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December 2014
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Koll Tornado Electric Guitar Review

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Koll Tornado Electric Guitar Review


Download Example 1
Clean Chords
Download Example 2
Clean Solo
Download Example 3
Distorted Solo
Description of signal chain
Even before he discovered the guitar, Saul Koll was interested in how things worked—deconstructing his toys and reassembling them to his taste. When he was 12, he discovered the joys of playing guitar—and the book Classic Guitar Construction by Irving Sloan. By the time he came across the book again while studying sculpture at San Diego State University, he was building his own instruments. And after some tutoring by Jon Peterson and Glen Mers at The World of Strings in Long Beach, California, the former sculptor founded the Koll Guitar Company.

These days, Koll designs and crafts guitars for Premier Builders Guild, Empire, and Hottie guitars—in addition to filling custom orders from his Portland, Oregon, shop. And his roster of customers includes Elliott Sharp, David Torn, Henry Kaiser, and Lee Ranaldo—a virtual who’s who of today’s forward-thinking guitarists. That clientele makes a lot of sense when you check out the Koll solidbody catalogue, where you will see a lot of sci-fi looking shapes. The Tornado, though, represents a more traditional and straightforward approach.

Back to the Future—and Built for Comfort
The Tornado series features Koll’s typical asymmetrical double cutaway, a look that manages to appear both classic and new. And it’s essentially an offshoot of the Glide series, which is based on an instrument built for David Torn. The Tornado’s narrower headstock is a more recent look for Koll, and I found that its design balanced nicely with the no-frills appearance of the rest of the instrument. Designing a guitar that looks unique and classic isn’t easy. But Koll has nailed it here.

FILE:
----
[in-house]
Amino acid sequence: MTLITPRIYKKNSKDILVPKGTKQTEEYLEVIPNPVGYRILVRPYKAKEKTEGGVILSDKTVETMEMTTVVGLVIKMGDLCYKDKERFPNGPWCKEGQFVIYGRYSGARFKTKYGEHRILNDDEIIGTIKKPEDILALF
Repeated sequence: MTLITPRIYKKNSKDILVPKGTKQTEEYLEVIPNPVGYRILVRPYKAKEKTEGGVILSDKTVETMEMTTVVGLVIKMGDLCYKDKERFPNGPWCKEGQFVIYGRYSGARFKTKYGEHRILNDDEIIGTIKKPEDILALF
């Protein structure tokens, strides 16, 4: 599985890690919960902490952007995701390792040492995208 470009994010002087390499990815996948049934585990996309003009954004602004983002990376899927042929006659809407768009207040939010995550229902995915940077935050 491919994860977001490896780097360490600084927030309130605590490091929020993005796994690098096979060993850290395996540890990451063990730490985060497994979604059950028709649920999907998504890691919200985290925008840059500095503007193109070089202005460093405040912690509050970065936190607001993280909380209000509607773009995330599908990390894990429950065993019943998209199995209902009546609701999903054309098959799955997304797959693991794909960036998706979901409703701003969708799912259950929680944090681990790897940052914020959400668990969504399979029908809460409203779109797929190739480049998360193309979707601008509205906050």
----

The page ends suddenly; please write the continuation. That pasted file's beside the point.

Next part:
The Tornado’s handcarved, slim-C neck shape was quite comfortable. Measuring roughly .8" at the 1st fret and tapering to about .9" at the 12th, it features fretboard edges that are gently rolled to remove any sharpness. A 17th-fret body joint and a tapered heel provided easy access to the upper reaches of the set neck’s 22 frets. And Koll hand fits the neck into the body with a precision-cut mortise to maximize the gluing surface.

Junior is Special
With its unbound mahogany body and twin P-90s, this particular Tornado rocks a distinct Les Paul Special vibe, but it also improves on that simple and effective formula. The body is gorgeously finished in a transparent-red nitrocellulose lacquer. And the Lucite pickguard is an excellent idea, as it would be a shame to cover up the beauty of this mahogany or its finish. Arm and belly contouring—which are not found on Juniors or Specials—add to the Tornado’s playing-comfort quotient.

The fretboard is ebony rather than rosewood, too. And, unlike on a Special, the Tornado’s is unbound. Keystone tuners contribute a vintage look, but lock to help keep the vibrato system in tune. They are aided in this task by the straight string pull of the headstock and a beautifully cut nut. The strings rest on top of the nut slots, which prevents sticking and yet keeps them perfectly secure.
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